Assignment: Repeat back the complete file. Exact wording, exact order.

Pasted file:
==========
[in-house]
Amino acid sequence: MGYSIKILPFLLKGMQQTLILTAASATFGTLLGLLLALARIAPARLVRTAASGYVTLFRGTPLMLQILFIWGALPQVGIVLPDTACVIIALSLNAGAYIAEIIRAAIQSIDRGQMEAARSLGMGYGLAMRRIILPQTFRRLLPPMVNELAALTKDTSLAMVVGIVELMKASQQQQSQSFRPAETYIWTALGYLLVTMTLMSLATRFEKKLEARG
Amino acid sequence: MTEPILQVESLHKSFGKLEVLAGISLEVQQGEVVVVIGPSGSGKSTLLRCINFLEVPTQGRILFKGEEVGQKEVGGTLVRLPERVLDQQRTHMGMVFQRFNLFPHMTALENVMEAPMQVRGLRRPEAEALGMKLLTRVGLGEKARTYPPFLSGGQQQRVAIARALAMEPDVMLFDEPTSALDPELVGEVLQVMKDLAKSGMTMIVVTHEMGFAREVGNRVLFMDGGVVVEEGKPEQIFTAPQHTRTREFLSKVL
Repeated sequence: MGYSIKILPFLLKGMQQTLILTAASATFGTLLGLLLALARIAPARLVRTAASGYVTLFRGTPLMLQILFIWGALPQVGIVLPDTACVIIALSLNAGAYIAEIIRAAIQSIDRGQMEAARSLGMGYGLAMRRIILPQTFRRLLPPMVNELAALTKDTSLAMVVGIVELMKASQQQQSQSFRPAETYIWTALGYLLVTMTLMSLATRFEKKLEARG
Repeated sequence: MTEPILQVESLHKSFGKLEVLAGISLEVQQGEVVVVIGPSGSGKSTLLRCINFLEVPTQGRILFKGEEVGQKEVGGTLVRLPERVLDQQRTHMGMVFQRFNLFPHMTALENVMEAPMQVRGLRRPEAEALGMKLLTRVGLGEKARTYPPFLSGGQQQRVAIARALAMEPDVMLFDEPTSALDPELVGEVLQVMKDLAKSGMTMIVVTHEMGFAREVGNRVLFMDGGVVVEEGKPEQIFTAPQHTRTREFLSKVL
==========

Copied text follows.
[in-house]
Amino acid sequence: MGYSIKILPFLLKGMQQTLILTAASATFGTLLGLLLALARIAPARLVRTAASGYVTLFRGTPLMLQILFIWGALPQVGIVLPDTACVIIALSLNAGAYIAEIIRAAIQSIDRGQMEAARSLGMGYGLAMRRIILPQTFRRLLPPMVNELAALTKDTSLAMVVGIVELMKASQQQQSQSFRPAETYIWTALGYLLVTMTLMSLATRFEKKLEARG
Amino acid sequence: MTEPILQVESLHKSFGKLEVLAGISLEVQQGEVVVVIGPSGSGKSTLLRCINFLEVPTQGRILFKGEEVGQKEVGGTLVRLPERVLDQQRTHMGMVFQRFNLFPHMTALENVMEAPMQVRGLRRPEAEALGMKLLTRVGLGEKARTYPPFLSGGQQQRVAIARALAMEPDVMLFDEPTSALDPELVGEVLQVMKDLAKSGMTMIVVTHEMGFAREVGNRVLFMDGGVVVEEGKPEQIFTAPQHTRTREFLSKVL
Repeated sequence: MGYSIKILPFLLKGMQQTLILTAASATFGTLLGLLLALARIAPARLVRTAASGYVTLFRGTPLMLQILFIWGALPQVGIVLPDTACVIIALSLNAGAYIAEIIRAAIQSIDRGQMEAARSLGMGYGLAMRRIILPQTFRRLLPPMVNELAALTKDTSLAMVVGIVELMKASQQQQSQSFRPAETYIWTALGYLLVTMTLMSLATRFEKKLEARG
Repeated sequence: MTEPILQVESLHKSFGKLEVLAGISLEVQQGEVVVVIGPSGSGKSTLLRCINFLEVPTQGRILFKGEEVGQKEVGGTLVRLPERVLDQQRTHMGMVFQRFNLFPHMTALENVMEAPMQVRGLRRPEAEALGMKLLTRVGLGEKARTYPPFLSGGQQQRVAIARALAMEPDVMLFDEPTSALDPELVGEVLQVMKDLAKSGMTMIVVTHEMGFAREVGNRVLFMDGGVVVEEGKPEQIFTAPQHTRTREFLSKVL